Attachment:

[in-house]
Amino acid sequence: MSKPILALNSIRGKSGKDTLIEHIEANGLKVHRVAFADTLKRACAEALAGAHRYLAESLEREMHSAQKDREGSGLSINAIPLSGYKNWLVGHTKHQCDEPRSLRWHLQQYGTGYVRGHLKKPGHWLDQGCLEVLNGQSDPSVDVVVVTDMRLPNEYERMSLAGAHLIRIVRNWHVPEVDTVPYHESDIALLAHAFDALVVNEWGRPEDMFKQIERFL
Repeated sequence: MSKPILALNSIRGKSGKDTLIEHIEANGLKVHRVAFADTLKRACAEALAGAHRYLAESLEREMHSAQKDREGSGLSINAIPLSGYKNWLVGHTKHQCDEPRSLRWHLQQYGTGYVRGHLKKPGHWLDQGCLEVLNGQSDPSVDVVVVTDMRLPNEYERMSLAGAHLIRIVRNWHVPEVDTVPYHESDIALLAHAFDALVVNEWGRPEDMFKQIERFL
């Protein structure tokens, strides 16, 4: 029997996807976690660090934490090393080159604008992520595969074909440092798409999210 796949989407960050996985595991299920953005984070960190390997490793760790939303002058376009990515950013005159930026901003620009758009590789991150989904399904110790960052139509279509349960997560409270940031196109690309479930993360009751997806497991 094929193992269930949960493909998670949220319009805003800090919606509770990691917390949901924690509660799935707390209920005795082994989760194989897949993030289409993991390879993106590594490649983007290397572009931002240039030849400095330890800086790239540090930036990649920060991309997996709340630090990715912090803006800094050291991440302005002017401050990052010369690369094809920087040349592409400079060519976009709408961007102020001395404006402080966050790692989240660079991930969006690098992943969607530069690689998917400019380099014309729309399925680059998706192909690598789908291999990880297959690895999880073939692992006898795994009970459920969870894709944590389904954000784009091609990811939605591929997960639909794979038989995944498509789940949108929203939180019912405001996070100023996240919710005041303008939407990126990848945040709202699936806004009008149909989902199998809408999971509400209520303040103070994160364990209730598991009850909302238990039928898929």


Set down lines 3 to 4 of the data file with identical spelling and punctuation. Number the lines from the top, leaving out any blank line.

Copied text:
Repeated sequence: MSKPILALNSIRGKSGKDTLIEHIEANGLKVHRVAFADTLKRACAEALAGAHRYLAESLEREMHSAQKDREGSGLSINAIPLSGYKNWLVGHTKHQCDEPRSLRWHLQQYGTGYVRGHLKKPGHWLDQGCLEVLNGQSDPSVDVVVVTDMRLPNEYERMSLAGAHLIRIVRNWHVPEVDTVPYHESDIALLAHAFDALVVNEWGRPEDMFKQIERFL
């Protein structure tokens, strides 16, 4: 029997996807976690660090934490090393080159604008992520595969074909440092798409999210 796949989407960050996985595991299920953005984070960190390997490793760790939303002058376009990515950013005159930026901003620009758009590789991150989904399904110790960052139509279509349960997560409270940031196109690309479930993360009751997806497991 094929193992269930949960493909998670949220319009805003800090919606509770990691917390949901924690509660799935707390209920005795082994989760194989897949993030289409993991390879993106590594490649983007290397572009931002240039030849400095330890800086790239540090930036990649920060991309997996709340630090990715912090803006800094050291991440302005002017401050990052010369690369094809920087040349592409400079060519976009709408961007102020001395404006402080966050790692989240660079991930969006690098992943969607530069690689998917400019380099014309729309399925680059998706192909690598789908291999990880297959690895999880073939692992006898795994009970459920969870894709944590389904954000784009091609990811939605591929997960639909794979038989995944498509789940949108929203939180019912405001996070100023996240919710005041303008939407990126990848945040709202699936806004009008149909989902199998809408999971509400209520303040103070994160364990209730598991009850909302238990039928898929």